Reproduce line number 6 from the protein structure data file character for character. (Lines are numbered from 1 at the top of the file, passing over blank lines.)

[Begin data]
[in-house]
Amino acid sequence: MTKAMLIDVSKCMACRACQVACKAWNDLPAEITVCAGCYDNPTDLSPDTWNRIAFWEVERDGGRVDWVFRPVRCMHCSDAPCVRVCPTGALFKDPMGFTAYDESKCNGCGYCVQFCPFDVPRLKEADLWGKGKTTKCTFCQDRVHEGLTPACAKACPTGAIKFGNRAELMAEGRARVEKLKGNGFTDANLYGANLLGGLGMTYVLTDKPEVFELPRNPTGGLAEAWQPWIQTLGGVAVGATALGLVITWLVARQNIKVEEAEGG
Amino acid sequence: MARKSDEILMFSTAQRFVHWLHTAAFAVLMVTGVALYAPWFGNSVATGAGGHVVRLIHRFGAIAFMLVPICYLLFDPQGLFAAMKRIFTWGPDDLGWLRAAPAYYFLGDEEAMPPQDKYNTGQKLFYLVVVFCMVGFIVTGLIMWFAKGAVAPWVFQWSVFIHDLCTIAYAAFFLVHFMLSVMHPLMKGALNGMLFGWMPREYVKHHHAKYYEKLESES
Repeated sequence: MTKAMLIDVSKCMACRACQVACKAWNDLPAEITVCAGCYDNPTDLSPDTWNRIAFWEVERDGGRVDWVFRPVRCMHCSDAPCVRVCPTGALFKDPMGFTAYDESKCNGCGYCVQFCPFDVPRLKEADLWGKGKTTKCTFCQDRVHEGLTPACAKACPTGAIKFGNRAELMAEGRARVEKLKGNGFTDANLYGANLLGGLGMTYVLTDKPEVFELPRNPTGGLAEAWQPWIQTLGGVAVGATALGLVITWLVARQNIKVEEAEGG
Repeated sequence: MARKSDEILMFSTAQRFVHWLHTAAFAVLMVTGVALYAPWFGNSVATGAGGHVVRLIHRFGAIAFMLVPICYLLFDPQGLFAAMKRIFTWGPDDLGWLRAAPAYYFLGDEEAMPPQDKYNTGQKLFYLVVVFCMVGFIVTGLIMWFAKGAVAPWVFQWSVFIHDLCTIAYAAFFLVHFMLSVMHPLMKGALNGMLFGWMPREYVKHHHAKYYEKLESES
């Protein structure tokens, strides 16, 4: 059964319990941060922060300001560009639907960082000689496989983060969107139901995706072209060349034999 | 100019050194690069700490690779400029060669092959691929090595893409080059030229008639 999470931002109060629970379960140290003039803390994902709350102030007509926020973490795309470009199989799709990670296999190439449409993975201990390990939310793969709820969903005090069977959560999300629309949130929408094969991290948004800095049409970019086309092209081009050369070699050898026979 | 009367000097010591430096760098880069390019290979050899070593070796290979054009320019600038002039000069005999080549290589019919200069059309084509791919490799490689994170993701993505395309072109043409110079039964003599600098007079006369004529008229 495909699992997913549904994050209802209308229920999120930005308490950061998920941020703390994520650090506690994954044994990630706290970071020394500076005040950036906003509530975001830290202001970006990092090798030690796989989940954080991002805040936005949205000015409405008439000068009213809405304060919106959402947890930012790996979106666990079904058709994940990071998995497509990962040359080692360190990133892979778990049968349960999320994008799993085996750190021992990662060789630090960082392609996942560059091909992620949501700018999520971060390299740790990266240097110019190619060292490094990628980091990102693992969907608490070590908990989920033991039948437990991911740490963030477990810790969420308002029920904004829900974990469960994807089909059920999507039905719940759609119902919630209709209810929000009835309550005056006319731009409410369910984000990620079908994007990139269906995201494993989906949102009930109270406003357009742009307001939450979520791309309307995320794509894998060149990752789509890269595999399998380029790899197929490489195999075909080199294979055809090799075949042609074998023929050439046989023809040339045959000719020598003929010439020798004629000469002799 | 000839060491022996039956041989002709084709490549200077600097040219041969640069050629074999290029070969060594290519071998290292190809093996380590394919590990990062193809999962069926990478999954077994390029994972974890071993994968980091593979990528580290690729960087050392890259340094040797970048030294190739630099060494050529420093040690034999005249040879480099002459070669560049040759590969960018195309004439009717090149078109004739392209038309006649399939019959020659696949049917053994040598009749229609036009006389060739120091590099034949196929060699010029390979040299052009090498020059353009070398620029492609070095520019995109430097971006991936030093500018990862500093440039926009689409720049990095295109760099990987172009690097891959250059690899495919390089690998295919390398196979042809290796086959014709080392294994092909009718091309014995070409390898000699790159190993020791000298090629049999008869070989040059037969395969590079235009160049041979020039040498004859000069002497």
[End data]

């Protein structure tokens, strides 16, 4: 059964319990941060922060300001560009639907960082000689496989983060969107139901995706072209060349034999 | 100019050194690069700490690779400029060669092959691929090595893409080059030229008639 999470931002109060629970379960140290003039803390994902709350102030007509926020973490795309470009199989799709990670296999190439449409993975201990390990939310793969709820969903005090069977959560999300629309949130929408094969991290948004800095049409970019086309092209081009050369070699050898026979 | 009367000097010591430096760098880069390019290979050899070593070796290979054009320019600038002039000069005999080549290589019919200069059309084509791919490799490689994170993701993505395309072109043409110079039964003599600098007079006369004529008229 495909699992997913549904994050209802209308229920999120930005308490950061998920941020703390994520650090506690994954044994990630706290970071020394500076005040950036906003509530975001830290202001970006990092090798030690796989989940954080991002805040936005949205000015409405008439000068009213809405304060919106959402947890930012790996979106666990079904058709994940990071998995497509990962040359080692360190990133892979778990049968349960999320994008799993085996750190021992990662060789630090960082392609996942560059091909992620949501700018999520971060390299740790990266240097110019190619060292490094990628980091990102693992969907608490070590908990989920033991039948437990991911740490963030477990810790969420308002029920904004829900974990469960994807089909059920999507039905719940759609119902919630209709209810929000009835309550005056006319731009409410369910984000990620079908994007990139269906995201494993989906949102009930109270406003357009742009307001939450979520791309309307995320794509894998060149990752789509890269595999399998380029790899197929490489195999075909080199294979055809090799075949042609074998023929050439046989023809040339045959000719020598003929010439020798004629000469002799 | 000839060491022996039956041989002709084709490549200077600097040219041969640069050629074999290029070969060594290519071998290292190809093996380590394919590990990062193809999962069926990478999954077994390029994972974890071993994968980091593979990528580290690729960087050392890259340094040797970048030294190739630099060494050529420093040690034999005249040879480099002459070669560049040759590969960018195309004439009717090149078109004739392209038309006649399939019959020659696949049917053994040598009749229609036009006389060739120091590099034949196929060699010029390979040299052009090498020059353009070398620029492609070095520019995109430097971006991936030093500018990862500093440039926009689409720049990095295109760099990987172009690097891959250059690899495919390089690998295919390398196979042809290796086959014709080392294994092909009718091309014995070409390898000699790159190993020791000298090629049999008869070989040059037969395969590079235009160049041979020039040498004859000069002497």